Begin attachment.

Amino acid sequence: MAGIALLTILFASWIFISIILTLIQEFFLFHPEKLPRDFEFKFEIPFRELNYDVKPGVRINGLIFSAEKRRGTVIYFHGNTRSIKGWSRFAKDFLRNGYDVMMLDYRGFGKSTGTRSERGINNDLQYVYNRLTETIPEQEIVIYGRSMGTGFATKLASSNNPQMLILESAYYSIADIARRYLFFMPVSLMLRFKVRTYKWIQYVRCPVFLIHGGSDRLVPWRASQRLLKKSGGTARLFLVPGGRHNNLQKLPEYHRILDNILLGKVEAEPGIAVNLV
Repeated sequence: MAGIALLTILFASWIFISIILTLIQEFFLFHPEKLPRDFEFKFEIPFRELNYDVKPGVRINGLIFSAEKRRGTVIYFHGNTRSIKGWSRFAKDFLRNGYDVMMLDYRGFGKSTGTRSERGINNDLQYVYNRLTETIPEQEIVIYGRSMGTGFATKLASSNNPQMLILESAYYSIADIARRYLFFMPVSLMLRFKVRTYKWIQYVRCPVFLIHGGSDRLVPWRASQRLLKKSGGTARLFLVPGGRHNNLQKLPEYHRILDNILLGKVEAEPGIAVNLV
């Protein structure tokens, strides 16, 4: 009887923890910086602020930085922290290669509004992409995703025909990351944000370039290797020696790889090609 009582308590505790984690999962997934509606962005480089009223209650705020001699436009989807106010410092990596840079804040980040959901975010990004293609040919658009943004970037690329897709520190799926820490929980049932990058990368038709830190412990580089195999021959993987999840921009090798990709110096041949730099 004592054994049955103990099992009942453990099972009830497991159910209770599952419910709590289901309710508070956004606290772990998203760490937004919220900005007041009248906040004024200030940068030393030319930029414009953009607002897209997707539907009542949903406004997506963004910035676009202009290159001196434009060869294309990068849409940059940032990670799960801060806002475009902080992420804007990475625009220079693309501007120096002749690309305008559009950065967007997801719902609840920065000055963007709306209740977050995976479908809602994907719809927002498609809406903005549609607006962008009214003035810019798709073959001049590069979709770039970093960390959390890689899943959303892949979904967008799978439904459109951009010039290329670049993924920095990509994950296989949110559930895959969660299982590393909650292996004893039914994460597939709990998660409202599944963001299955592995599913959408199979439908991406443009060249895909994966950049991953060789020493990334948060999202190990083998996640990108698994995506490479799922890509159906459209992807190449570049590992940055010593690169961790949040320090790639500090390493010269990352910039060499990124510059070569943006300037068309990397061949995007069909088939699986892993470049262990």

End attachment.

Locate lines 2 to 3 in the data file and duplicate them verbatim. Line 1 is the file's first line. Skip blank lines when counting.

Repeated sequence: MAGIALLTILFASWIFISIILTLIQEFFLFHPEKLPRDFEFKFEIPFRELNYDVKPGVRINGLIFSAEKRRGTVIYFHGNTRSIKGWSRFAKDFLRNGYDVMMLDYRGFGKSTGTRSERGINNDLQYVYNRLTETIPEQEIVIYGRSMGTGFATKLASSNNPQMLILESAYYSIADIARRYLFFMPVSLMLRFKVRTYKWIQYVRCPVFLIHGGSDRLVPWRASQRLLKKSGGTARLFLVPGGRHNNLQKLPEYHRILDNILLGKVEAEPGIAVNLV
């Protein structure tokens, strides 16, 4: 009887923890910086602020930085922290290669509004992409995703025909990351944000370039290797020696790889090609 009582308590505790984690999962997934509606962005480089009223209650705020001699436009989807106010410092990596840079804040980040959901975010990004293609040919658009943004970037690329897709520190799926820490929980049932990058990368038709830190412990580089195999021959993987999840921009090798990709110096041949730099 004592054994049955103990099992009942453990099972009830497991159910209770599952419910709590289901309710508070956004606290772990998203760490937004919220900005007041009248906040004024200030940068030393030319930029414009953009607002897209997707539907009542949903406004997506963004910035676009202009290159001196434009060869294309990068849409940059940032990670799960801060806002475009902080992420804007990475625009220079693309501007120096002749690309305008559009950065967007997801719902609840920065000055963007709306209740977050995976479908809602994907719809927002498609809406903005549609607006962008009214003035810019798709073959001049590069979709770039970093960390959390890689899943959303892949979904967008799978439904459109951009010039290329670049993924920095990509994950296989949110559930895959969660299982590393909650292996004893039914994460597939709990998660409202599944963001299955592995599913959408199979439908991406443009060249895909994966950049991953060789020493990334948060999202190990083998996640990108698994995506490479799922890509159906459209992807190449570049590992940055010593690169961790949040320090790639500090390493010269990352910039060499990124510059070569943006300037068309990397061949995007069909088939699986892993470049262990």